Tag Archive | Technology

Forget scouring the high street – PRINT yourself a pair of heels or pants!

This feature was originally written for the Daily Star, found here.

IN THE future rather than trawling the rails in Topshop or Primark you’ll be able to instantly print yourself an outfit! Amazing, right? We get the lowdown at London’s 3D Print Show.


The London 3D Print Show had many things I would expect from a technology expo: slick entrepreneurs with glasses and iPads, large machines whirring away and more references to Star Wars that I’m comfortable with.While the show’s aim was to explore the many ways the technology of 3D printers are enhancing our lives — from car factories to kitchens — I was pleasantly surprised to find a section devoted to style and fashion with some absolutely beautiful pieces on show.

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How I made a mini me: The lowdown on 3D Printing and how you can try it too

This story was originally written for the Daily Star, found here.


3D printing is technology that sounds both simple and really complex – but we have the info how it works, the cool things it can make and how to try it out.

The 3D printer is tech that I’ve been quietly excited about for years.

The idea of making nearly any object I wanted had me mostly excited to make tiny figurines of video game characters but to buy a printer of my own a few years ago would have set me back thousands of pounds – way too risky for someone like me with a casual interest.

So I was delighted to explore the 3D Print Show, a convention about 3D printing hosted by Adobe, demonstrating how much more accessible the tech has become for the average Joe.

If 3D Printing still sounds a bit mystical to you, it’s more straightforward than you might think.

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Media Matters: Peaceful days died. Let’s Survive

This feature can also be found at the South West Londoner, here.

Even with my busy schedule, I still try to squeeze in some gaming time. My current vice on Nintendo 3DS right now is Shin Megami Tensei: Devil Survivor Overclocked.

 It’s actually something of an old game – it was originally released as just Shin Megami Tensei: Devil Survivor in Japan and America back in 2009, but never saw a UK release. Overclocked is a re-release for the 3DS, but due to publishing issues, it took a whole two years between the Japanese release and ours, released on the March 29.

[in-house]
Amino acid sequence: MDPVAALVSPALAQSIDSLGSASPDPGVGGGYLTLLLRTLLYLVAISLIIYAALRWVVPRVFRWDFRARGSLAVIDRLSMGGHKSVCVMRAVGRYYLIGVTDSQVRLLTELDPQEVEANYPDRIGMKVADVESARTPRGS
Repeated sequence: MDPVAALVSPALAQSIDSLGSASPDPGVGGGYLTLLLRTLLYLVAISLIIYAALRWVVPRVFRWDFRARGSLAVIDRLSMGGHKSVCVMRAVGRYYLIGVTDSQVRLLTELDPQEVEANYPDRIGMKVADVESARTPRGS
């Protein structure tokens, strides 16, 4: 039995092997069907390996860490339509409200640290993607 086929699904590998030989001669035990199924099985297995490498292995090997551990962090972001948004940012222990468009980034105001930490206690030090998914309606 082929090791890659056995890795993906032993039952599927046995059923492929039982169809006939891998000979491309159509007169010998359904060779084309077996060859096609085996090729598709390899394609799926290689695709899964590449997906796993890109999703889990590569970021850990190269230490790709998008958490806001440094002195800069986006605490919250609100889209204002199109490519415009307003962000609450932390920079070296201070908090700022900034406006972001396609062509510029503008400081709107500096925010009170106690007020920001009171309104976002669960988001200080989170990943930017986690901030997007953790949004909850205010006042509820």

The game details an unlikely disaster scenario – a large section of Tokyo is suddenly cordoned off by the armed forces. The government say it’s due to a poison gas leak, but the thousands trapped inside the danger zone know the truth – it’s an invasion of bloodthirsty demons. Knowing that death is constantly around the corner, they try to survive the lockdown for a week, assuming they don’t find a way of escaping. The game’s tagline says it all: “Peaceful days died. Let’s Survive.”

It’s a story that’s surprisingly easy to relate to. Not so much the demons (although the mythology nerd in me appreciates that), but in the character interaction. The main character is rather plain, but his friends and the other survivors he encounters each have their own concerns and different motivations for trying to escape… or stay.

It got me thinking: if I was in a similar disaster area, would I be able to survive? Lord knows how many fellow nerds made zombie survival plans in light of that now overplayed and overrated horror trope.

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Tech Talk: Tournament organisers scam clients with unauthorised money-making software

 This feature can also be found at the South West Londoner, here.

A hidden function in globally used anti-cheating software generated almost $4,000 for an e-sports company, statements revealed this week.

The E-Sports Entertainment Association (ESEA) distributed the program for users who would be competing in tournaments, but within the code was a function that uses computer processing power to earn a digital currency called Bitcoins.

Users noticed that their computers were running slower and electricity bills had increased, complaining on the ESEA website about the issue.

One of the website staff members, known as ‘lpkane’, issued an initial statement to the queries.

He mentioned that it was an idea between him and another staff member, ‘jaguar’, to implement the function as an April Fool’s joke.

He said: “Jaguar and I were talking about how cool it would be.”

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Tech Talk: Pandora’s Printer

This feature can also be found at the South West Londoner, here.

The printing press in the 1400s was one of the great innovations of humanity – allowing us to communicate with others, duplicate important texts, and, several hundred years of improvements later, drown beleaguered office staff under mountains of paperwork.